Now, for any Android or Linux apps you do want to keep, make sure they’re up to date — because unlike regular Chrome apps, these programs don’t always do that automatically. The Android half is easy: Just open up the Play Store, the same way you would on your phone, and look for the “My apps & games” option in its main menu. Then follow the prompts on screen to download and apply any pending updates.
Linux apps are again a little less user-friendly: You’ll have to go back into that Terminal app and type sudo apt-get update && sudo apt-get upgrade into the prompt. That’ll seek out and apply any available updates for any Linux programs you have installed.
Speed Tip #3: Optimize your time-saving shortcuts
Chrome OS is full of hidden shortcuts and time-saving possibilities — including some super-useful things that require just a few minutes of your time to set up once or revisit so they’ll work to your greatest advantage.
First up is the system tray — that dock-like bar of shortcuts at the bottom of your screen. (see image below.)
Take a moment to make sure the apps or processes you open most often are in that area; if they aren’t, drag them out of the launcher and put them in place. Click the bottom left circle to reveal your available apps right click the app and select Pin to Shelf. (see image below.)
And remember: The tray doesn’t have to be limited only to formal apps. You can also add in shortcuts to a commonly accessed website (be it something like Gmail or Google Drive or even your company’s internal content management system) by opening the site in a regular browser tab, clicking the three-dot menu icon in the upper-right corner, and selecting “More tools” followed by “Create shortcut.“. (see image below.)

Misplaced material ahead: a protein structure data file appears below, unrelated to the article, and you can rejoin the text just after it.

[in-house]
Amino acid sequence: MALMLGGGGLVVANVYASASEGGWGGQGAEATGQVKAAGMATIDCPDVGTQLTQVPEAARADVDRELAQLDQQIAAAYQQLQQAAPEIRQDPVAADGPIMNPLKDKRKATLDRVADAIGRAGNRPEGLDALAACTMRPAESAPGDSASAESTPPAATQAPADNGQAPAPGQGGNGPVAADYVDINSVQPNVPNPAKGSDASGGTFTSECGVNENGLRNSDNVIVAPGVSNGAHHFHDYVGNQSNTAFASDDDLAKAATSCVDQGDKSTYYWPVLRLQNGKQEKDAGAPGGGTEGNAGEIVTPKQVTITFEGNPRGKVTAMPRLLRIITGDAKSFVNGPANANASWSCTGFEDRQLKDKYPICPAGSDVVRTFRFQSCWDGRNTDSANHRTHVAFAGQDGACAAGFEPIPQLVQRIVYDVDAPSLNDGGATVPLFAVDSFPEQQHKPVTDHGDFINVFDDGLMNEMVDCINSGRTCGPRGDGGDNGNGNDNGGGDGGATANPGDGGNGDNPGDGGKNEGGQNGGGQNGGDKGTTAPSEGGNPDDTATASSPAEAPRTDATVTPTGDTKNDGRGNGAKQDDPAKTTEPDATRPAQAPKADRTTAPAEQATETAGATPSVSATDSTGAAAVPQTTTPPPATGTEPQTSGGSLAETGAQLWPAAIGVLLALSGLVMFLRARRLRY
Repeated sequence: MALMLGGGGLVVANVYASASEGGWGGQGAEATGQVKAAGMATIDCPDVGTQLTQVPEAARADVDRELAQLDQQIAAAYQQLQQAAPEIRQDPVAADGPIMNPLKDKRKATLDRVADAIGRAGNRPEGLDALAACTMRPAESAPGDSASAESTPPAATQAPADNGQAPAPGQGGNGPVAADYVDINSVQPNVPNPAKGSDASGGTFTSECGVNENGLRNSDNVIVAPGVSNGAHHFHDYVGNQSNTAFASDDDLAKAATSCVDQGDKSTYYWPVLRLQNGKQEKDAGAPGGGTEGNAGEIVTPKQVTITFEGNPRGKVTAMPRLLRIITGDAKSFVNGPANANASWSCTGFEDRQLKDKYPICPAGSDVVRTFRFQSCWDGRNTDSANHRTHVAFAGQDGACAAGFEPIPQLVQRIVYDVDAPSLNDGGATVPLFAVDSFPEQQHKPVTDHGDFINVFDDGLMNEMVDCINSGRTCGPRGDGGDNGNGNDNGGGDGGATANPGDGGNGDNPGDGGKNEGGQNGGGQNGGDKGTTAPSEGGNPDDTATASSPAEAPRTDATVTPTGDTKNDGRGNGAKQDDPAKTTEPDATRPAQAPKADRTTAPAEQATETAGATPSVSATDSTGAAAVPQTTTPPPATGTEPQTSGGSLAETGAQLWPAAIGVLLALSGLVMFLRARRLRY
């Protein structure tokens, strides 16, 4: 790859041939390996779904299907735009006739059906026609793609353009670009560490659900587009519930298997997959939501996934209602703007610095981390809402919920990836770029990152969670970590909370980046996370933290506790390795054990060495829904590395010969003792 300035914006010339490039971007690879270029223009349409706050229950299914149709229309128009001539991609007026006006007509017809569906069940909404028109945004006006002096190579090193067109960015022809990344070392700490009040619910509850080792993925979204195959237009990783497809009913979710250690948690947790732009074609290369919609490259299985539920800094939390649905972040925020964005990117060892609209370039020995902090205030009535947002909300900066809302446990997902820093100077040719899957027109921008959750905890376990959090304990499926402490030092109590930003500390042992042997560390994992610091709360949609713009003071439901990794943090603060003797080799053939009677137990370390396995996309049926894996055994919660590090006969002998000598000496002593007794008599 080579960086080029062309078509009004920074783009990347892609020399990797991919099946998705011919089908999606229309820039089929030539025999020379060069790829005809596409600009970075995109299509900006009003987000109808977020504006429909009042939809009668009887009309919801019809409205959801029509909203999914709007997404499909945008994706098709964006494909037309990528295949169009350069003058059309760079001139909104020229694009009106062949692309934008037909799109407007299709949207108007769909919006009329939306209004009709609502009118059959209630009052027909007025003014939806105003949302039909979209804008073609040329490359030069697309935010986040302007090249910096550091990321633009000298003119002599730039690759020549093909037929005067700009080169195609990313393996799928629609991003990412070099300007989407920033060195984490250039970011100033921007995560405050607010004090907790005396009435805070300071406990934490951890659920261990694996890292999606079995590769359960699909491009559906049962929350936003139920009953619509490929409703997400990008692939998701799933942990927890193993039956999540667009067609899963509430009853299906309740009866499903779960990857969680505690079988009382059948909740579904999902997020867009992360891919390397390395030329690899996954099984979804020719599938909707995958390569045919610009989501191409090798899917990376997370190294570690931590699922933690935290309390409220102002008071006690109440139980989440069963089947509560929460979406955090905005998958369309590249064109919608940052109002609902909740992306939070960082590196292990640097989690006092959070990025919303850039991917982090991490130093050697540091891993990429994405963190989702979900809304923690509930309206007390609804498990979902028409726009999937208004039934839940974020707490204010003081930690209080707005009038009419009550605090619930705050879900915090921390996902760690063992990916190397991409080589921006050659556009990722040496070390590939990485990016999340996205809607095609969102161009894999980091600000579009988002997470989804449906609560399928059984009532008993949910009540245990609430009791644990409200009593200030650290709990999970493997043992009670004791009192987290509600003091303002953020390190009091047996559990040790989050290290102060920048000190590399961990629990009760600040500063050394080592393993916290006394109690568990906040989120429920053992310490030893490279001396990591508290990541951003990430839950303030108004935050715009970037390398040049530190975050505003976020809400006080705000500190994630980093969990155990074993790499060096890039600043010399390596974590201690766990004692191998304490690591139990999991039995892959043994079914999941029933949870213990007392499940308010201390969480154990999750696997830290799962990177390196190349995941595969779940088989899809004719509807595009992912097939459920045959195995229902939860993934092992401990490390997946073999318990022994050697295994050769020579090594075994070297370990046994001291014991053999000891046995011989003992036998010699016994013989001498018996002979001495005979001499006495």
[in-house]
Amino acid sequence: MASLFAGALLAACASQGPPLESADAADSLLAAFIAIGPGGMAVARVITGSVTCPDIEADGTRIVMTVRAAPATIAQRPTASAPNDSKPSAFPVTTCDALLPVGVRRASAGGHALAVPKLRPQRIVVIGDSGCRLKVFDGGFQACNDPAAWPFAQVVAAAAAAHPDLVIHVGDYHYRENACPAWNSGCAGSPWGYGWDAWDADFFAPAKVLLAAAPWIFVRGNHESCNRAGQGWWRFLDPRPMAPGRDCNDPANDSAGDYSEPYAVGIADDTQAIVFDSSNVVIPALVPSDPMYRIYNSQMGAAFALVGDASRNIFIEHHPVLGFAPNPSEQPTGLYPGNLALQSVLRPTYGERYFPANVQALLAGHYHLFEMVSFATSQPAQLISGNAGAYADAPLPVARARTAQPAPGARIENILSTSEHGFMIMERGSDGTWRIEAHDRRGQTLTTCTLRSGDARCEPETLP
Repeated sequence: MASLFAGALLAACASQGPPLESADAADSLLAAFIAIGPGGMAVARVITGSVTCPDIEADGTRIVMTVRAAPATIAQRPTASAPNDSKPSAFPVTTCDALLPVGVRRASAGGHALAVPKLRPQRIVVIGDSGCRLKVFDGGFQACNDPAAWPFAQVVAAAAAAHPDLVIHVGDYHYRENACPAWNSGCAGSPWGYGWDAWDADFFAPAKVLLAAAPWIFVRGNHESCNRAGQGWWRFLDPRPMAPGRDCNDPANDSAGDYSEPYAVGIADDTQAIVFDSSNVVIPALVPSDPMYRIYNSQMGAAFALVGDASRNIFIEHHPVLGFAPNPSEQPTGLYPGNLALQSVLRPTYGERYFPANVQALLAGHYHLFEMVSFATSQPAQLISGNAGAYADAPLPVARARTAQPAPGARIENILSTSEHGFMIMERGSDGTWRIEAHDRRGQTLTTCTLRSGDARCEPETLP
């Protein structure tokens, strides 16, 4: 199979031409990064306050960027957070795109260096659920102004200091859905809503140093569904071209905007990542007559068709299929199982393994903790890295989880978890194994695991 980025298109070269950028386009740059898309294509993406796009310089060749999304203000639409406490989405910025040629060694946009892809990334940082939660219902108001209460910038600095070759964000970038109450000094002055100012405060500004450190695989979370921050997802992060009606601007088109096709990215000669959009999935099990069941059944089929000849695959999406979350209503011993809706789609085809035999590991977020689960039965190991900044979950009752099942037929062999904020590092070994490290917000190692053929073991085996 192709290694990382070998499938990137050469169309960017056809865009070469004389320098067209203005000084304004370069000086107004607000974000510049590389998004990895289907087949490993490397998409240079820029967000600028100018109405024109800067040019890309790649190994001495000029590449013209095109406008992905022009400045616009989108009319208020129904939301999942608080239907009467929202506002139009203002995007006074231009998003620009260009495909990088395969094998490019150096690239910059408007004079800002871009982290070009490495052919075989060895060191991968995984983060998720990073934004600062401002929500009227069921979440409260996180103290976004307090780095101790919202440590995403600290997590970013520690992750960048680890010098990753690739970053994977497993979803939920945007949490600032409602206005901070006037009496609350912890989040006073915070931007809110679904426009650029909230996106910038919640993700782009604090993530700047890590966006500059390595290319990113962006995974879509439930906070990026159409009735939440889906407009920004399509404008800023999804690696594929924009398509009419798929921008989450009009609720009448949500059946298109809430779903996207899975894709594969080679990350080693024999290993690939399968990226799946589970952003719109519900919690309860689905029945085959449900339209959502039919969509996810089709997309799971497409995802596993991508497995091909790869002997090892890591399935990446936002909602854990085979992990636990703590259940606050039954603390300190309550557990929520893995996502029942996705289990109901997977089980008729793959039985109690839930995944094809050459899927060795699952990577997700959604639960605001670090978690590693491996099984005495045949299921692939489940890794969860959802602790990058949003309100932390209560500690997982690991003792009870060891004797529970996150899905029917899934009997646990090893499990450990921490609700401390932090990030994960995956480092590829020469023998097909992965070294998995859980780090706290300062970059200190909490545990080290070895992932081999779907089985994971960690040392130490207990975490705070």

Now, the part most relevant to our purposes: Keep in mind that you can open each item in that list from anywhere in your system by pressing Alt and then the number key corresponding with its position. Pretty handy, eh? (see image below for example.)
Next, save yourself even more valuable seconds by setting up on-demand shortcuts for your favorite web-based search functions. You can do that for most any site with a search option, whether it’s Google Images, Twitter, WebMD, Dictionary.com or Thesaurus.com.
Here’s the trick: Go to the website in question and perform a search — then copy the URL that ends up in your address bar with the results. With Thesaurus.com, for instance, if you search the site for “Wolf,” you’ll be taken to https://www.thesaurus.com/browse/wolf?s=t
Now type chrome://settings/searchEngines into your address bar to pull up Chrome’s custom search engine settings. Click the “Add” button, type in the search engine name (like “Thesaurus“), assign it to whatever keyword you want (like “th“), and then paste that URL from a moment ago (https://www.thesaurus.com/browse/wolf?s=t) into the URL field — only take out the actual search term and anything else and replace it with %s. So in our Thesaurus.com example, you’d end up with https://www.thesaurus.com/browse/%s
(see image below.)
Click Save. Once that’s done, you can simply type your keyword into Chrome’s address bar, hit Space-bar, and then type in whatever term you want to search for — and as soon as you hit enter, you’ll be taken directly to the associated site’s results page for that term. For example: “th wolf”